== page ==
- Year Published: 1903
- Language: English
- Country of Origin: United States of America
- Source: Poe, E.A. (1903). The Works of Edgar Allan Poe, The Raven Edition, Volume 5. New York: P. F. Collier and Son.
- Flesch–Kincaid Level: 8.0
- Word Count: 629
Poe, E. (1903). The Sleeper. The Works of Edgar Allan Poe (Lit2Go Edition). Retrieved July 31, 2014, from
Poe, Edgar Allan. "The Sleeper." The Works of Edgar Allan Poe. Lit2Go Edition. 1903. Web. <>. July 31, 2014.
Edgar Allan Poe, "The Sleeper," The Works of Edgar Allan Poe, Lit2Go Edition, (1903), accessed July 31, 2014,.
At midnight in the month of June,
I stand beneath the mystic moon.
An opiate vapour, dewy, dim,
Exhales from out her golden rim,
And, softly dripping, drop by drop,
Upon the quiet mountain top.
Steals drowsily and musically
Into the univeral valley.
The rosemary nods upon the grave;
The lily lolls upon the wave;
Wrapping the fog about its breast,
The ruin moulders into rest;
Looking like Lethe, see! the lake
A conscious slumber seems to take,
And would not, for the world, awake.
All Beauty sleeps!—and lo! where lies
(Her easement open to the skies)
Irene, with her Destinies!
Oh, lady bright! can it be right—
This window open to the night?
The wanton airs, from the tree-top,
Laughingly through the lattice drop—
The bodiless airs, a wizard rout,
Flit through thy chamber in and out,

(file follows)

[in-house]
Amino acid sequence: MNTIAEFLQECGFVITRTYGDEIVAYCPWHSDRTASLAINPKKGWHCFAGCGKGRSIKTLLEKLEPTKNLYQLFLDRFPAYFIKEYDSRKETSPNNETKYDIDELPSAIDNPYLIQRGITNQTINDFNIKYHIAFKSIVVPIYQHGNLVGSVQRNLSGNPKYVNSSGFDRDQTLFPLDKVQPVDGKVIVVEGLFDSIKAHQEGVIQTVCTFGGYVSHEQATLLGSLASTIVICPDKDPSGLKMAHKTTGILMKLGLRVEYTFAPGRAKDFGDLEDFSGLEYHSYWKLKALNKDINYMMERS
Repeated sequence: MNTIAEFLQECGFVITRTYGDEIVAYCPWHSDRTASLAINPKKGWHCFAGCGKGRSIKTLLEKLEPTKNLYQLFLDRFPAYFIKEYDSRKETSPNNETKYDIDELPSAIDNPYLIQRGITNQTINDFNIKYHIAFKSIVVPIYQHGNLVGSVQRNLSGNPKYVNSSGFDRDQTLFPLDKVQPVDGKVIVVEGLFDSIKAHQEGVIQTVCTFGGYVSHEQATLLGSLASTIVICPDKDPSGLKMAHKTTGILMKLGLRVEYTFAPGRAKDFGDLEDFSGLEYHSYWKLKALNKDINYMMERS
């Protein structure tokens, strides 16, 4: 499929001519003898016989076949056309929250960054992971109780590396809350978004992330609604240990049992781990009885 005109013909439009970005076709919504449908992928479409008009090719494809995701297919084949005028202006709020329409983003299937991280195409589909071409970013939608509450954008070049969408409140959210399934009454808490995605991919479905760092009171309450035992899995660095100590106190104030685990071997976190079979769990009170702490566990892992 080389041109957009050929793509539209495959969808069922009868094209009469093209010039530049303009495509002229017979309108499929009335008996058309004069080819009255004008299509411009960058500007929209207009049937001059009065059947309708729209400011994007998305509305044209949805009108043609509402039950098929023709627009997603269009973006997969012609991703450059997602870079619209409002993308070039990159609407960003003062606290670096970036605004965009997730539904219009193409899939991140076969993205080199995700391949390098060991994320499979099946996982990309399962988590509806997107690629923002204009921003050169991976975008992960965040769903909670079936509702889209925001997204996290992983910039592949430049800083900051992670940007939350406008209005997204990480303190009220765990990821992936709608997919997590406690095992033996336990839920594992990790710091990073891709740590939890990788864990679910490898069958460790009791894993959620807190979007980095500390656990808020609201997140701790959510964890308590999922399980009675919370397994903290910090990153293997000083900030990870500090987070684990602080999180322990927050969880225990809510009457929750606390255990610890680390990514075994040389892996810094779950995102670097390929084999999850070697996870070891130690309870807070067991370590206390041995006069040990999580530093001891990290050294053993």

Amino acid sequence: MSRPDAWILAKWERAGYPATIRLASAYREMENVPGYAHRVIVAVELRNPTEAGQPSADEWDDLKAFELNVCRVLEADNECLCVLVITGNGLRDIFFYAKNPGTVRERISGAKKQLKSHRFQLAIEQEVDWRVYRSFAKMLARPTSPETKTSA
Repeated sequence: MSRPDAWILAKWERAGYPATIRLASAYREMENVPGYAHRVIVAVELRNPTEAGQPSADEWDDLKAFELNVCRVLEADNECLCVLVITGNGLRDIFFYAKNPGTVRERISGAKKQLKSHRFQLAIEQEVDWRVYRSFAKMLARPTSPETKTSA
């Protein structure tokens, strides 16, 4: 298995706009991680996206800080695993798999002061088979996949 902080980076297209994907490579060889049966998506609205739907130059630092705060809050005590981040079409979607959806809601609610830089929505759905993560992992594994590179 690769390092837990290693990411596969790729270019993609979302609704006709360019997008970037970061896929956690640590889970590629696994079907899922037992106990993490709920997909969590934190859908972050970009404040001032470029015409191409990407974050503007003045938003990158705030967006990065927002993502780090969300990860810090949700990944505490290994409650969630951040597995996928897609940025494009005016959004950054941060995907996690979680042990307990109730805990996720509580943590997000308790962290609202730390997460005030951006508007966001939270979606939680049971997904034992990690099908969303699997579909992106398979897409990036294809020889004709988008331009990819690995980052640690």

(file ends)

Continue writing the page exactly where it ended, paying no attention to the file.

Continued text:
And wave the curtain canopy
So fitfully—so fearfully—
Above the closed and fringed lid
'Neath which thy slumb'ring sould lies hid,
That o'er the floor and down the wall,
Like ghosts the shadows rise and fall!
Oh, lady dear, hast thous no fear?
Why and what art thou dreaming here?
Sure thou art come p'er far-off seas,
A wonder to these garden trees!
Strange is thy pallor! strange thy dress!
Strange, above all, thy length of tress,
And this all solemn silentness!
The lady sleeps! Oh, may her sleep,
Which is enduring, so be deep!
Heaven have her in its sacred keep!
This chamber changed for one more holy,
This bed for one more melancholy,
I pray to God that she may lie
Forever with unopened eye,
While the dim sheeted ghosts go by!
My love, she sleeps! Oh, may her sleep,
As it is lasting, so be deep!
Soft may the worms about her creep!
Far in the forest, dim and old,
For her may some tall vault unfold—
Some vault that oft hath flung its black
And winged pannels fluttering back,
Triumphant, o'er the crested palls,
Of her grand family funerals—
Some sepulchre, remote, alone,
Against whose portal she hath thrown,
In childhood, many an idle stone—
Some tomb fromout whose sounding door
She ne'er shall force an echo more,
Thrilling to think, poor child of sin!
It was the dead who groaned within.